Landing immigrant: Humour

“WHAT THE FUCK are you smiling at?” Nicolas screamed when he noticed me laughing along with the others at the joke. “YOU DON’T EVEN UNDERSTAND ENGLISH”. That second part I understood perfectly well. I understood because everyone stopped laughing and just stood there staring at me. Even though I did not understand what the joke was about, I was perfectly capable at detecting the infectious laughter that everyone was experiencing and I laughed with them like a deaf boy would laugh with their peers.

I felt my smile freeze, then fades into a frown.

That sums up my dilemna with humour. After the incident, I stopped trying to pretend that I understand their jokes and resorted to stating the fact outright when people ask why I was being so serious. Simply put, I did not experience the same childhood that the locals did. I did not watch the same cartoons, listen to the same radio stations nor participated in the same activities as a native born north american.

Things like a “Kramer moment” or references to “The Simpsons” are usually completely missed by me, thus leading to the subsequent misunderstanding of all jokes that followed. To not feel out of place or destroy the group dynamic, I usually laugh along with people while storing away another reference to “Google” when I get my hands on a computer. This is probably why I am so good at faking genuine emotions on my face when Asian guys are known for their stern faces.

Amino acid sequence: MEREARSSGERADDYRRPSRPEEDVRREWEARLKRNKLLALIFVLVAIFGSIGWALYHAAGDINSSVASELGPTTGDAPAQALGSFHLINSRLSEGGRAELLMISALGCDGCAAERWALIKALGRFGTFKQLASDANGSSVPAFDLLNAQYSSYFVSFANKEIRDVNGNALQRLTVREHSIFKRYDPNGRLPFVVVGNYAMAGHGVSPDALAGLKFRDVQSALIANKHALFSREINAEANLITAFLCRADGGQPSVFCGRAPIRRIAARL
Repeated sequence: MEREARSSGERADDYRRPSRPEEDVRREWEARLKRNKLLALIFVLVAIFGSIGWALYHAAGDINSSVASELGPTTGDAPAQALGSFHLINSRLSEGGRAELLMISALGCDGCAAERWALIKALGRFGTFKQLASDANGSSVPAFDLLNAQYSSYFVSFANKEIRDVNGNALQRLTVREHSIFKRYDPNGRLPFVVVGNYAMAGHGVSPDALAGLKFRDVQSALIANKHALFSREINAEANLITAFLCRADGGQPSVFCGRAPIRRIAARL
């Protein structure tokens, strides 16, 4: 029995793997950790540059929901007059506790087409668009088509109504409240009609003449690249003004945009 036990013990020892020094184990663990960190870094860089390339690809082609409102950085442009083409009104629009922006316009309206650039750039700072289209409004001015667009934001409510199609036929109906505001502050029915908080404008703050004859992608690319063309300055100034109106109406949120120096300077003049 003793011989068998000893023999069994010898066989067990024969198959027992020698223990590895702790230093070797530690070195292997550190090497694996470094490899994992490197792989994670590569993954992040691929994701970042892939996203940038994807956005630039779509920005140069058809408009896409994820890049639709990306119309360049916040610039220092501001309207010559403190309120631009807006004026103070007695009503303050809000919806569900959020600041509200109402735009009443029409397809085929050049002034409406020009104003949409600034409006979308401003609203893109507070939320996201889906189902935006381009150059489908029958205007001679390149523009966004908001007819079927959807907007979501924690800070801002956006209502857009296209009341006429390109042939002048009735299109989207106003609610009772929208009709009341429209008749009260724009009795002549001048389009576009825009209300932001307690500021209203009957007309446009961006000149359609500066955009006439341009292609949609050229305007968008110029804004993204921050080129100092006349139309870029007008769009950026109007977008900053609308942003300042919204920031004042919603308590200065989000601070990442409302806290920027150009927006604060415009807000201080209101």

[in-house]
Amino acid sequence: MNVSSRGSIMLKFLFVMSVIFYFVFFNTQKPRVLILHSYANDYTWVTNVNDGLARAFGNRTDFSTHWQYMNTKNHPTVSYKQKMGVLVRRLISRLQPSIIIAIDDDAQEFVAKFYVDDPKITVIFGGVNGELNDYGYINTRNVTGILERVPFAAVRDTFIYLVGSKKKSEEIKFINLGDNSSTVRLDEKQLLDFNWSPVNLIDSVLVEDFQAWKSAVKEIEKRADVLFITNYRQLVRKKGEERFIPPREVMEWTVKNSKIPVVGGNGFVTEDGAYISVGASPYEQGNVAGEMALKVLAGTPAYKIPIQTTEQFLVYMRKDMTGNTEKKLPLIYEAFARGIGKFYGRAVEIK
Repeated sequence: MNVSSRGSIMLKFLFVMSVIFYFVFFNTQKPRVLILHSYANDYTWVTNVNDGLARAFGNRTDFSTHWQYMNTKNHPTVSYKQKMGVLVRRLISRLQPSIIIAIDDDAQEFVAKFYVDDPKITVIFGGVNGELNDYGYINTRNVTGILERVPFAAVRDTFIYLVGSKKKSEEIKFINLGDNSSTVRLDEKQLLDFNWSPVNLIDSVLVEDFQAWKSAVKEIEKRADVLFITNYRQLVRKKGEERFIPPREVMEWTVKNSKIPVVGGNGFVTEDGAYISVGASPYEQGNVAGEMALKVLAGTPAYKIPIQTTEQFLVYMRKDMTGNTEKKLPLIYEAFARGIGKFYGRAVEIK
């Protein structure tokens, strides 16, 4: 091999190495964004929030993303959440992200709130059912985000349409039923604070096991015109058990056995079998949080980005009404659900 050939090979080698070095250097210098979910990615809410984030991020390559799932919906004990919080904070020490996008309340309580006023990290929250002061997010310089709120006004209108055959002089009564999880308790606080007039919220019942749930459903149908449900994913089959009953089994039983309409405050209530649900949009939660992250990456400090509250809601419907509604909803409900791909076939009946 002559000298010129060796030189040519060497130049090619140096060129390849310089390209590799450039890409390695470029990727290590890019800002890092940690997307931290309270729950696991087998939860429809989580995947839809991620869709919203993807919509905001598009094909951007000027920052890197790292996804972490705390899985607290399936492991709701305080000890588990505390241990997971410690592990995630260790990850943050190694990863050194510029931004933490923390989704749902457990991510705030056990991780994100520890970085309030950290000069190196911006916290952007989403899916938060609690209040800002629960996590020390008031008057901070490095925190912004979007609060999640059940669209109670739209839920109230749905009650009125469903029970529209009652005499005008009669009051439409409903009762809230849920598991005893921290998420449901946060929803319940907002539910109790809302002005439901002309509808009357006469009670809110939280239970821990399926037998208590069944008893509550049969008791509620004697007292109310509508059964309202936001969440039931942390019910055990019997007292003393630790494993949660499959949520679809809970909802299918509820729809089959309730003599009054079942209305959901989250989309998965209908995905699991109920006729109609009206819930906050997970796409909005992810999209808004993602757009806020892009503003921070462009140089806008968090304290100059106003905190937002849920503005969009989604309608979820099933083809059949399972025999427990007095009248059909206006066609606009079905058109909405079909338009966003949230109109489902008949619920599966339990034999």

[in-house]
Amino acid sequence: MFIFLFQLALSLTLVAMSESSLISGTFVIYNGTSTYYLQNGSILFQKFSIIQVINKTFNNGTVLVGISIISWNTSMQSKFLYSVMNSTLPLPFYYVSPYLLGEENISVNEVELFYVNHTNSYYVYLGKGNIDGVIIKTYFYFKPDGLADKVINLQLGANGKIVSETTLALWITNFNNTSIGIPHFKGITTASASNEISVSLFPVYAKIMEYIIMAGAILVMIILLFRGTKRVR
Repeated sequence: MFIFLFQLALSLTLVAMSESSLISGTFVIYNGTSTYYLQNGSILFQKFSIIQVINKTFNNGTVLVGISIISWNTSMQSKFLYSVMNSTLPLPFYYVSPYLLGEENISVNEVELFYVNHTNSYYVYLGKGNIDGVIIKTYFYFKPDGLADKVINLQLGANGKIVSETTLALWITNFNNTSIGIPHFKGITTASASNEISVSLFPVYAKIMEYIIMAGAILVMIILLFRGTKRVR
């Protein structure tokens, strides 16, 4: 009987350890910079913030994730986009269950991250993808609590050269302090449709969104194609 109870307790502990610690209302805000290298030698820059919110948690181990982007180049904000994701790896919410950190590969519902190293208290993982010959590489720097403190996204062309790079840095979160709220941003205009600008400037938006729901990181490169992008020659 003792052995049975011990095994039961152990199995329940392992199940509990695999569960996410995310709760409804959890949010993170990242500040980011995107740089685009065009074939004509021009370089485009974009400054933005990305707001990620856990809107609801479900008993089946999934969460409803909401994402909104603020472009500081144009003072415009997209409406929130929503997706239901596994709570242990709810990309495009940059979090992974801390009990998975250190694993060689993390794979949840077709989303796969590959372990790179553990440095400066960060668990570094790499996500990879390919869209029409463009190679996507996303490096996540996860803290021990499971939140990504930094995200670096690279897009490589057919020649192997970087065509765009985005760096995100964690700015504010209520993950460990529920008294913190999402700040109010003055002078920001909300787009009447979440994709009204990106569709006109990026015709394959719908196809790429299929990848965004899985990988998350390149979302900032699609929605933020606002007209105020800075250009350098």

I hope people can understand that it is not because I am too serious or are trying to put them down when I don’t even pretend. It’s usually because I completely missed the fact that it was supposed to be a joke. I want to fit in really, but I also understand that those 16 years is half a life of difference in experience. I can’t expect myself to realistically be a 10/10 on all three languages. If anything, I can only say that I wish I could get to know you in Mandarin. But you don’t know that language and I just happen to know yours.

I’ve lived in a Western world for half of my life and the other half in Asia. Even though I’ve successfully integrated myself and speaks the language fluently, I still find myself in these awkward moments of silence. It leads to revelations of our differences in culture. I am a guy who’s half way in between and I wish to show you the realities of why we sometimes behave the way we do.

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